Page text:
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U.S. Department Of Transportation Targets Young Male Drivers With Ad Campaign

March 28, 2017

The United States Department of Transportation (U.S. DOT) commenced a public relations and advertising campaign designed to deter male drivers from trying to cut in front of trains. The ad slogan conveys its message abruptly and cogently. The phrase, "Stop! Trains can't" powerfully proves the point succinctly. The U.S. DOT targeted the males 18-49 with the ads, which will run in the 15 states which have the most dangerous railroad crossings and 75 percent of all train collisions. Many significant and complicated legal issues arise when a person is injured or killed in a collision with a train. If you were injured in a collision with a train or lost a loved one in such an accident, then you should contact the personal injury attorneys at Montlick & Associates, Attorneys at Law to learn about your legal rights and options.

The U.S. DOT's ad campaign encourages drivers not to take chances at railroad crossings. According to the National Highway Traffic Safety Administration (NHTSA), all deaths at train crossings are preventable. Despite declining numbers in the last decade, fatal crashes continue to occur between cars and trains. In 2016, 232 people died in railroad crossing collisions. However, one train collision happens every three hours between a pedestrian or motor vehicle in the U.S. Those statistics should make it clear to people who travel near railroad lines to take an extra minute and stop at the crossing. There is no need to try and race to beat the train. The U.S. DOT also reminds people to pay attention to warning signs near railroad crossings.

The ad campaign is running in states where the U.S. DOT has identified the 15 most dangerous intersections. Additionally, the agency is running the commercial in states in which 75 percent of all train crashes happen. Those states are California, Illinois, Texas, Louisiana, Indiana, Ohio, Florida, Georgia, Missouri, New York, North Carolina, South Carolina, Kentucky, Alabama, Pennsylvania, Tennessee, Mississippi, New Jersey, Arkansas, and Arizona.

Yielding to trains will protect passengers in the motor vehicle attempting to cross the tracks as well as on the train. A train traveling 55 miles per hour needs one mile to stop, even when the emergency brakes are applied. To make the distance less abstract, one mile is the equivalent length of 18 football fields attached end to end. Trains cannot swerve or change lanes to avoid a collision. Consequently, trains always have the right of way. Trains must also follow strict speed limits while en route to their destinations. Some areas, especially those in thickly settled zones and residential neighborhoods, might have a speed limit of only 20 or 25 miles per hour. The train will still need one-half of one mile to stop even at those slow speeds.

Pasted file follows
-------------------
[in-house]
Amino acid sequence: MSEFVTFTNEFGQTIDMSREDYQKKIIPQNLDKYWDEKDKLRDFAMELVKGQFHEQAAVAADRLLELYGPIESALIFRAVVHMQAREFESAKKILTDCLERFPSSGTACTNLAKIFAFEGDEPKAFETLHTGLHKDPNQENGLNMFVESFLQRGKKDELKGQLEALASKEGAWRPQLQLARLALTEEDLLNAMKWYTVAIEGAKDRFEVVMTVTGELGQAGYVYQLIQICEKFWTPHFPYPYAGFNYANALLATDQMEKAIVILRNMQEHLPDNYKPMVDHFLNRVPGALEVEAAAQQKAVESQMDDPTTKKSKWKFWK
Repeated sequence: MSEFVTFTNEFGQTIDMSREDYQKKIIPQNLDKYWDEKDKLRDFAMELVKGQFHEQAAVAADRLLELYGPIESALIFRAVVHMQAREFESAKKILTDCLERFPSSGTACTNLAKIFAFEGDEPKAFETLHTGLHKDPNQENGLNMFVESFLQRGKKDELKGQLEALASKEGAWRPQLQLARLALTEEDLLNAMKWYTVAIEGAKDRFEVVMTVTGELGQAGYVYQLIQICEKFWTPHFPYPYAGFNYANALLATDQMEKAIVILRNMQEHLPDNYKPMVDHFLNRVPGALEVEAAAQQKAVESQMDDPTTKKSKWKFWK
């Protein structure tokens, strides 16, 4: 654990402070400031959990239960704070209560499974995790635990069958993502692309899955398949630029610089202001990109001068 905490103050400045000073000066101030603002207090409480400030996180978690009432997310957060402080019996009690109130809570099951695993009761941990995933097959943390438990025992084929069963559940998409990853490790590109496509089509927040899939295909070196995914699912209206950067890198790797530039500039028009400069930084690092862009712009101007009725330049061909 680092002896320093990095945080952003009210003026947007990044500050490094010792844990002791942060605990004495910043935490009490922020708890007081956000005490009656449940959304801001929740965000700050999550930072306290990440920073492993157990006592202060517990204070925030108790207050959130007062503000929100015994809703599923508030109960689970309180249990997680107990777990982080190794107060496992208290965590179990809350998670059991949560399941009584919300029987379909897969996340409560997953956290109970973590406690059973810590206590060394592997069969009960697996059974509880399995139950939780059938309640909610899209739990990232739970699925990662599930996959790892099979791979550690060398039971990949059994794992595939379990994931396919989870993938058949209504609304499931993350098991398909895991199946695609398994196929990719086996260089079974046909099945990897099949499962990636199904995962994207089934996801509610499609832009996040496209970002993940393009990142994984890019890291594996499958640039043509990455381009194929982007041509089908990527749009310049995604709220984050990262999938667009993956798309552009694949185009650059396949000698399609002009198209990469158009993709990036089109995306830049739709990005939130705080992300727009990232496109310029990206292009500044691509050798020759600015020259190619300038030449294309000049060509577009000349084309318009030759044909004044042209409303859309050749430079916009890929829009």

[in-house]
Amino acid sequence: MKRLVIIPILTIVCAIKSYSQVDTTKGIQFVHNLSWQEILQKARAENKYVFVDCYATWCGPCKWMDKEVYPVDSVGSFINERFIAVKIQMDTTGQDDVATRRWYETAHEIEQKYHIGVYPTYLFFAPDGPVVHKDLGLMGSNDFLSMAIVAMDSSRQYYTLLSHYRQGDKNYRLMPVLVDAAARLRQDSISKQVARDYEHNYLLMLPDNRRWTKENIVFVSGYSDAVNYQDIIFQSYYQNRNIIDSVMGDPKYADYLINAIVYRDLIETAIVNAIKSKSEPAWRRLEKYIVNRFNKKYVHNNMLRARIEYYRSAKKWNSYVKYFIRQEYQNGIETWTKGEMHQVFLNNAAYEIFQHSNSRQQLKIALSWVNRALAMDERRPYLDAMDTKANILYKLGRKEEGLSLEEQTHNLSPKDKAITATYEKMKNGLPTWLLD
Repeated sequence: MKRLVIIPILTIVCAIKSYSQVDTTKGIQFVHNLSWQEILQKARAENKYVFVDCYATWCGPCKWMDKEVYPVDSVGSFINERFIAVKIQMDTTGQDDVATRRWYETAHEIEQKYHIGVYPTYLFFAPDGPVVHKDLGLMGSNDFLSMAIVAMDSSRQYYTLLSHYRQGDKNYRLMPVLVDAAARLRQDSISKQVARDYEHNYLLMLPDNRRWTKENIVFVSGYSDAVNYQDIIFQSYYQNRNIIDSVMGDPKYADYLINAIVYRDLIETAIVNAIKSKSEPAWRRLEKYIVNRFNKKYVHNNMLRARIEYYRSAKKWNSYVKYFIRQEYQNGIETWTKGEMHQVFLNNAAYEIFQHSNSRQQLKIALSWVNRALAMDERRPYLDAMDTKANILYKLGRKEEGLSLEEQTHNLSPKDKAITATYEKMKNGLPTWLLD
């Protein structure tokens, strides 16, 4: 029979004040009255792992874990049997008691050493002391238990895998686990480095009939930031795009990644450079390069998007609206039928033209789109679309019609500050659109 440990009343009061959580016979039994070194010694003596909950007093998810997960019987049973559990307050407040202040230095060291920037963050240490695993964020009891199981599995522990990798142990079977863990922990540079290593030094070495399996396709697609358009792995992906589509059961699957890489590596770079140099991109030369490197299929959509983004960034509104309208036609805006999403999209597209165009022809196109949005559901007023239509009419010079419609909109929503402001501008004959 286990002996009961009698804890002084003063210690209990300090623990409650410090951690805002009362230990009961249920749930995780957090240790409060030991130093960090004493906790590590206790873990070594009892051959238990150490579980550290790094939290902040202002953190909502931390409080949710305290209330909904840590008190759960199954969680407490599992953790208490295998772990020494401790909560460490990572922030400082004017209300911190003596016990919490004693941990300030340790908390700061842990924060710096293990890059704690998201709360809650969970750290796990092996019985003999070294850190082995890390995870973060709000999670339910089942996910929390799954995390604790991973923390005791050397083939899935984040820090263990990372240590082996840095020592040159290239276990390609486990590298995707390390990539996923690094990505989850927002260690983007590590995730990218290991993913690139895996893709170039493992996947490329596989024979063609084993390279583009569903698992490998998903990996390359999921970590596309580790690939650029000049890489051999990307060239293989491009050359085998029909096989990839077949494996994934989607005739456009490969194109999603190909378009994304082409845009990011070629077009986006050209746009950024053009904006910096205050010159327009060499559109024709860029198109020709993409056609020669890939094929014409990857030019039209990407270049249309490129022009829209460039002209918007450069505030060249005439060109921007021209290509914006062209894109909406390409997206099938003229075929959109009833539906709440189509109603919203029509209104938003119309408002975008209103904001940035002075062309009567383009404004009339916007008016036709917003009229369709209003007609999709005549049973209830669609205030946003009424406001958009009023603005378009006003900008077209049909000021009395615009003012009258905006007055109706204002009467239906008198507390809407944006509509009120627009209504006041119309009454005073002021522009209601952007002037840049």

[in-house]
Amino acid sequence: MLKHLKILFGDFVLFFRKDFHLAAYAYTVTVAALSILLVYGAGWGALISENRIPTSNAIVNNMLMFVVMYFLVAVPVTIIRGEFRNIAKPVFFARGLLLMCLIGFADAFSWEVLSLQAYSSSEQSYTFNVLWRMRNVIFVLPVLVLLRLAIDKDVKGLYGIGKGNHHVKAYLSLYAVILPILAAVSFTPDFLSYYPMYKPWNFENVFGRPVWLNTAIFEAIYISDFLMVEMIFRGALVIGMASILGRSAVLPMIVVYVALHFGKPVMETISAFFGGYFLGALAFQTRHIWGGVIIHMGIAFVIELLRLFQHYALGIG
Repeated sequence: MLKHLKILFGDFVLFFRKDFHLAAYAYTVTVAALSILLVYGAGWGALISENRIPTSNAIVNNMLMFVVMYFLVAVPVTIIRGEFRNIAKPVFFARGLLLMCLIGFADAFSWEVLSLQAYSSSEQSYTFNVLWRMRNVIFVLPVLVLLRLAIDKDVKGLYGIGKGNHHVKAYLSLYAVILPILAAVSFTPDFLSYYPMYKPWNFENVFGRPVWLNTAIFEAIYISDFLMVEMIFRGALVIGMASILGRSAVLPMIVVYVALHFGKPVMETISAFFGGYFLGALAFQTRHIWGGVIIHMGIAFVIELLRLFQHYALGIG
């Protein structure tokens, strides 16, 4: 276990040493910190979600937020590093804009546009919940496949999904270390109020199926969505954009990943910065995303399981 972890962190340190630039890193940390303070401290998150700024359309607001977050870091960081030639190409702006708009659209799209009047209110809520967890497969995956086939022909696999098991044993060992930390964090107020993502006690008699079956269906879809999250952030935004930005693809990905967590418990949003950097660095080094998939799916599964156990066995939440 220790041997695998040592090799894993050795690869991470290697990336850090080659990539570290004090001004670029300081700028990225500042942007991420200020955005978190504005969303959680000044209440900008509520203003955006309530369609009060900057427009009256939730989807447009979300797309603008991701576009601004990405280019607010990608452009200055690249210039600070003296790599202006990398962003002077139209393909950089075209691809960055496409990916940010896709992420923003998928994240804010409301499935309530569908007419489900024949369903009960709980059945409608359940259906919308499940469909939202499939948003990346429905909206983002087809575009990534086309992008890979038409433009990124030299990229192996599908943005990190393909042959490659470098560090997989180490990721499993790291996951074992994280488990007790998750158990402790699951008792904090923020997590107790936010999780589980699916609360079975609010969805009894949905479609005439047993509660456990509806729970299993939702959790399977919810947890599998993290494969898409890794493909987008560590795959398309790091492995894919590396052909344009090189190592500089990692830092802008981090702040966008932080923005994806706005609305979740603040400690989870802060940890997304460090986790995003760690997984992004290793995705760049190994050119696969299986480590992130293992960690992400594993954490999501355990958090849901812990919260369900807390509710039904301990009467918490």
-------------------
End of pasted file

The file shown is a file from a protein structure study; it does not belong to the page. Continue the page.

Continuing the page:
The U.S. DOT ad campaign also targets males. Males statistically tend to be risk takers and driver faster than women. The younger the male, the greater risks he is willing to take. Research has shown that there are a few reasons why young male drivers will take unnecessary risks when driving. One is increased testosterone production. Higher levels of the hormone lead to risk taking and thrill seeking as well as the need for stimulation. Risk-taking is also associated with growing friendship bonds among peers and developing self-esteem. One way to combat the effects of male drivers' propensities for risk-taking is to convey a sense of responsibility on them. The hope is that young males will associate responsibility with becoming an adult and reduce the chances they will take, including racing in front of a speeding train.

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Call Montlick & Associates, Attorneys at Law for your free consultation today. Montlick & Associates has been representing those who suffer serious injuries throughout all of Georgia and in the Southeast for over 39 years, including but not limited to Albany, Athens, Atlanta, Augusta, Columbus, Gainesville, Macon, Marietta, Rome, Roswell, Savannah, Smyrna, Valdosta, Warner Robins and all smaller cities and rural areas in the state.

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Category: Auto Accidents

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